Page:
(8) S. Olsson et al, "Release of elements due to electrochemical corrosion of dental amalgam" J of Dental Research, 1994, 73:33-43; & T.Till et al, "Mercury Release from Amalgam Fillings and Oral Dysbacteriosis as a Cause of Resorption Phenomena" Zahnarztl Welt/Reform(ZWR), 1978:87;1130-1134.

(9) (a) Muller AW, Van Loon LA, Davidson CL. Electrical potentials of restorations in subjects without oral complaints. J Oral Rehabil. 1990 Sep;17(5):419-24, & Momoi Y, et al; Measurement of galvanic current and electrical potential in extracted human teeth", J Dent Res, 65(12): 1441-1444;& (b) Inovay J, Banoczy, J. (1961) The role of electrical potential differences in the etiology of chronic diseases of the oral mucosa. Journal of Dental Research, 40, 884; & (c) K.Arvidson,"Corrosion studies of dental gold alloy in contact with amalgam", Swed. Dent. J 68: 135-139,1984; & Lemons JE et al, Interoral corosion resulting from coupling dental implants and restorative metallic systems, Implant Dent, 1992, 1(2):107-112; & Skinner, EW, The Science of Dental Materials, 4th Ed.revised, W.B.Saunders Co., Philadelphia, p284-285,1957;

(10) Raue H., "Resistance to therapy; Think of tooth fillings", Medical Practice, vol. 32, n.72, p.2303- 2309, 6 Sept 1980

(11) Hal Huggins, Its All in Your Head, 1997; & (a)Huggins HA, Levy,TE, Uniformed Consent: the hidden dangers in dental care, 1999, Hampton Roads Publishing Company Inc; & Proceedeings: ICBM Conf. Colorado, 1988; & S.Ziff,Dentistry without Mercury, 8th Edition, 1996, Bio-Probe, Inc., ISBN 0-941011- 04-6.

(12) H.Freden et al, "Mercury in gingival tissues adjacent to amalgam fillings", Odontal Revy,1974, 25(2): 207-210;& H Reden,Odontal Revy, 25,1971,207-210

(13) C.Malmstrom, M.Hansson,M. Nylander, Conference on Trace Elements in Health and disease. Stockholm May 25-1992;

(14) B.Willershausen et al, "Mercury in the mouth mucosa of patients with amalgam fillings", Dtsch Med Wochenschr, 1992, 117:46, 1743-7.

(15) V.Nadarajah et al, "Localized cellular inflamatory response to subcutaneously implanted dental mercury", J Toxicol Environ Health, 1996,49(2):113-25.

(16)Brune D, et al; Gastrointestinal and in vitro release of copper, cadmium, indium, mercury and zinc from conventional and copper-rich amalgams.Scand J Dent Res. 1983 Feb;91(1):66-71;

& "Metal release from dental materials", Biomaterials, 1986, 7, 163-175.

(17) C. Toomvali, "Studies of mercury vapor emission from different dental amalgam alloys", LIU-IFM-Kemi-EX 150, 1988; & D.B.Boyer, "Mercury vaporization from corroded dental amalgam" Dental Materials, 1988, 4:89-93

(18) A.Berglund,"A study of the release of mercury vapor from different types of amalgam alloys", J Dent Res, 1993, 72:939-946;

(19) H. Lichtenberg, "Mercury vapor in the oral cavity in relation to the number of amalgam fillings and chronic mercury poisoning", Journal of Orthomolecular Medicine, 1996, 11:2, 87-94.

(20) V.Psarras et al, "Effect of selenium on mercury vapour released from dental amalgams", Swed Dent J, 1994, 18:15-23;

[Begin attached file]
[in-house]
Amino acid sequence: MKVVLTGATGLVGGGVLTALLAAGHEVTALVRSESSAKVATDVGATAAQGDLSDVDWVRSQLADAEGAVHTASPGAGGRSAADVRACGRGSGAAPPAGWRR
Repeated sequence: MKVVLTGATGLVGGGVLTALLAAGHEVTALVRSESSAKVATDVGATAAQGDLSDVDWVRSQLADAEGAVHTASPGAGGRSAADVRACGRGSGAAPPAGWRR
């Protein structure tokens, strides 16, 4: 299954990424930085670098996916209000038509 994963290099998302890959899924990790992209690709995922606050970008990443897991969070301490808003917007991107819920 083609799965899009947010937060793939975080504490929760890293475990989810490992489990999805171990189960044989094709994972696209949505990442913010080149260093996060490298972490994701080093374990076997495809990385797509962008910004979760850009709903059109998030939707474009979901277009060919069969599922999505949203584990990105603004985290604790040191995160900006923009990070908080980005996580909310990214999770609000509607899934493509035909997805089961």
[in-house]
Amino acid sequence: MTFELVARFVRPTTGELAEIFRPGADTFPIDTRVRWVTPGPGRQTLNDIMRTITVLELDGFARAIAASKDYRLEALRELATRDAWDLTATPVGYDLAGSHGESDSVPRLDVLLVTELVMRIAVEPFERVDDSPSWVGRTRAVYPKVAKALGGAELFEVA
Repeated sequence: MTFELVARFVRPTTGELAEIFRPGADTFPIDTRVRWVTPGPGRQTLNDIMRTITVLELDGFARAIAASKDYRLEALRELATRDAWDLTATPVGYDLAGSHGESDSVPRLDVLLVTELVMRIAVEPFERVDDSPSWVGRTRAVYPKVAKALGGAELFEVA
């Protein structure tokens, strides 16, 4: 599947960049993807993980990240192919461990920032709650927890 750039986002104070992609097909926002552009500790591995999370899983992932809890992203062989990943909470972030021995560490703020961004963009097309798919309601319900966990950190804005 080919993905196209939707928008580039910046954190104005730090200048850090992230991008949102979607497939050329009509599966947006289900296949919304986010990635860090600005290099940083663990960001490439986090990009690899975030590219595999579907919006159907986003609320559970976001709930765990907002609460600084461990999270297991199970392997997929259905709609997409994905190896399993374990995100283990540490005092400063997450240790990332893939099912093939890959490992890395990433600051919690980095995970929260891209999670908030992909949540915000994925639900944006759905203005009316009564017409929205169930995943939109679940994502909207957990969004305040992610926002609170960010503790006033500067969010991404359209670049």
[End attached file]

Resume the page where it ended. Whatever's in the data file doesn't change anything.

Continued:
(21) L.E.Moberg, "Long term corrosion studies of amalgams and Casting alloys in contact", Acta Odontal Scand 1985, 43:163-177; & L.E. Moberg, "Corrosion products from dental alloys", Published Dissertation, Stockholm, 1985.

(22) T. Weaver et al, An amalgam tattoo causing local and systemic disease; Oral Surg Oral Med Oral Pathol 1987; 63(1):137-40; & J.P.McGinnis et al, Amalgam tattoo: use of energy dispersive X-ray analysis as an aid in diagnosis; J Amer Dent Assoc 1985; 110(1): 52-4;

(23) Pleva J, "Dental mercury - a public health hazard", Rev Environ Health 10(1):1-27 (1994); & J Pleva, J Orthomol Psych, Vol 12, No.3, 1983 & J. Of Orthomol. Medicine 1989, 4:141- 148.

(24) P.E.Schneider et al, "Mercury release from Dispersalloy amalgam", IADR Abstrats, #630, 1982; & N.Sarkar, "Amalgamtion reaction of Dispersalloy Reexamined", IADR Abstracts #217, 1991; & N.K. Sarkar et al, IADR Abstracts # 895, 1976; & R.S.Mateer et al, IADR Abstracts #240, 1977; & N.K.Sarkar et al, IADR Abstracts, #358, 1978; & N.W. Rupp et al, IADR Abstracts # 356, 1979.

(25) H.J.Lichtenberg, "Elimination of symptoms by removal of dental amalgam from mercury poisoned patients", J Orthomol Med 8:145-148, 1993; & "Symptoms before and after removal of amalgam",J of Orth Med,1996,11(4):195-

(26) Dr. P.Kraub & M.Deyhle, Universitat Tubingen- Institut fur Organische Chemie, "Field Study on the Mercury Content of Saliva", 1997 http://www.uni-tuebingen.de/KRAUSS/amalgam.html; (20,000 people tested for mercury level in saliva and health status/symptoms compiled); & Monaci F et al, Concentrations of major elements and mercury in unstimulated human saliva. Biol Trace Elem Res. 2002 Dec;89(3):193-203.

(27) Public Statement: BBC Panorama Program on Dental Amalgam:"The Poison in Yo Monaci F, Bargagli E, Bravi F, Rottoli P. Concentrations of major elements and mercury in unstimulated human saliva. Biol Trace Elem Res. 2002 Dec;89(3):193-203. ur Mouth", June 1994. by World Health Organizaition Scientific Panel Members: Dr. Lars Friburg- chairman, Dr. Fritz Lorscheider, Professor of Medical Physiology, Univ. Of Calgary; Dr. Murray Vimy, Professor of Oral Biology and Dental Medicine, Univ. Of Calgary Medical School. Dr. Vasken Aposhian, Dept. Head, Molecular and Cellular Biology, Univ. Of Arizona; Dr. David Eggleston, Univ. Of Califoria, researcher on mercury in the brain; Dr. Boyd Haley, Univ. Of Kentucky reasearcher on mercury in the brain and Alzheimer's Disease Dr. Gustav Drasch, Univ. Of Munich, reaearcher on mercury in brains of dead infants and fetuses; Dr. D. Echeverria, Neuro-Toxicologist, researcher on reproductive problems and birth defects in dental workers; Batelle Center for Public Health Reseach, Seattle, Wash.

(28) B. Windham, Annotated Bibliography: Exposure and Health Effects Related to Mercury/ Amalgam and Clincal Results of Amalgam Replacement;2002. (over 2000 medical study references and 60,000 clinical cases followed by doctors) www.home.earthlink.net/~berniew1/amalg6.html